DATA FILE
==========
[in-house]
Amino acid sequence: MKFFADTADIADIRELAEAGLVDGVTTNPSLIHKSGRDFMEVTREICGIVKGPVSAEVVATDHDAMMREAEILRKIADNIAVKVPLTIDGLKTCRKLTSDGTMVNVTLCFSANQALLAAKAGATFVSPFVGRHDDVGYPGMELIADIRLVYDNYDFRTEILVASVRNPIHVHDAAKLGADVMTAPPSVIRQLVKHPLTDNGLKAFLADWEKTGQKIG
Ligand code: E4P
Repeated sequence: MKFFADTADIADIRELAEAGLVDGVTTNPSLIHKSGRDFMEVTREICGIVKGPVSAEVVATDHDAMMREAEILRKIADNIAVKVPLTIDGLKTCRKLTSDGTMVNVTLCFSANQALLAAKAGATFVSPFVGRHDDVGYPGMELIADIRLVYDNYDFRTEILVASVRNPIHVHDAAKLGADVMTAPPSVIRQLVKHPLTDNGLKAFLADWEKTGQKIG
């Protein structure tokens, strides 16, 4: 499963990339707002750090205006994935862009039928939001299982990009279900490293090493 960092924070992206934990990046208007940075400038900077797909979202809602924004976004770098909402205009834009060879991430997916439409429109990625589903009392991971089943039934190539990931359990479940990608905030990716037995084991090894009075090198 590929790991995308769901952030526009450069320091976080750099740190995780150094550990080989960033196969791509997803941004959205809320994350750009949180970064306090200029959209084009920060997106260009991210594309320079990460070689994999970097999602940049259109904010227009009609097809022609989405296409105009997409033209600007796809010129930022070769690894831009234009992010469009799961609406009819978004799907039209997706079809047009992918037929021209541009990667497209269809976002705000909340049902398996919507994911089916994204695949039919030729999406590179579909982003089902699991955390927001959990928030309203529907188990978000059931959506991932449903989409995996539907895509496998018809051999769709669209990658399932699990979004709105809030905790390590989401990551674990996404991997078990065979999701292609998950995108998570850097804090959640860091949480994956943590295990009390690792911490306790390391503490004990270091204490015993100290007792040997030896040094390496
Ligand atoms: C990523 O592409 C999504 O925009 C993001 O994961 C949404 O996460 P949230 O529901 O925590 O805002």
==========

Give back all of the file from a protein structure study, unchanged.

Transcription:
[in-house]
Amino acid sequence: MKFFADTADIADIRELAEAGLVDGVTTNPSLIHKSGRDFMEVTREICGIVKGPVSAEVVATDHDAMMREAEILRKIADNIAVKVPLTIDGLKTCRKLTSDGTMVNVTLCFSANQALLAAKAGATFVSPFVGRHDDVGYPGMELIADIRLVYDNYDFRTEILVASVRNPIHVHDAAKLGADVMTAPPSVIRQLVKHPLTDNGLKAFLADWEKTGQKIG
Ligand code: E4P
Repeated sequence: MKFFADTADIADIRELAEAGLVDGVTTNPSLIHKSGRDFMEVTREICGIVKGPVSAEVVATDHDAMMREAEILRKIADNIAVKVPLTIDGLKTCRKLTSDGTMVNVTLCFSANQALLAAKAGATFVSPFVGRHDDVGYPGMELIADIRLVYDNYDFRTEILVASVRNPIHVHDAAKLGADVMTAPPSVIRQLVKHPLTDNGLKAFLADWEKTGQKIG
């Protein structure tokens, strides 16, 4: 499963990339707002750090205006994935862009039928939001299982990009279900490293090493 960092924070992206934990990046208007940075400038900077797909979202809602924004976004770098909402205009834009060879991430997916439409429109990625589903009392991971089943039934190539990931359990479940990608905030990716037995084991090894009075090198 590929790991995308769901952030526009450069320091976080750099740190995780150094550990080989960033196969791509997803941004959205809320994350750009949180970064306090200029959209084009920060997106260009991210594309320079990460070689994999970097999602940049259109904010227009009609097809022609989405296409105009997409033209600007796809010129930022070769690894831009234009992010469009799961609406009819978004799907039209997706079809047009992918037929021209541009990667497209269809976002705000909340049902398996919507994911089916994204695949039919030729999406590179579909982003089902699991955390927001959990928030309203529907188990978000059931959506991932449903989409995996539907895509496998018809051999769709669209990658399932699990979004709105809030905790390590989401990551674990996404991997078990065979999701292609998950995108998570850097804090959640860091949480994956943590295990009390690792911490306790390391503490004990270091204490015993100290007792040997030896040094390496
Ligand atoms: C990523 O592409 C999504 O925009 C993001 O994961 C949404 O996460 P949230 O529901 O925590 O805002």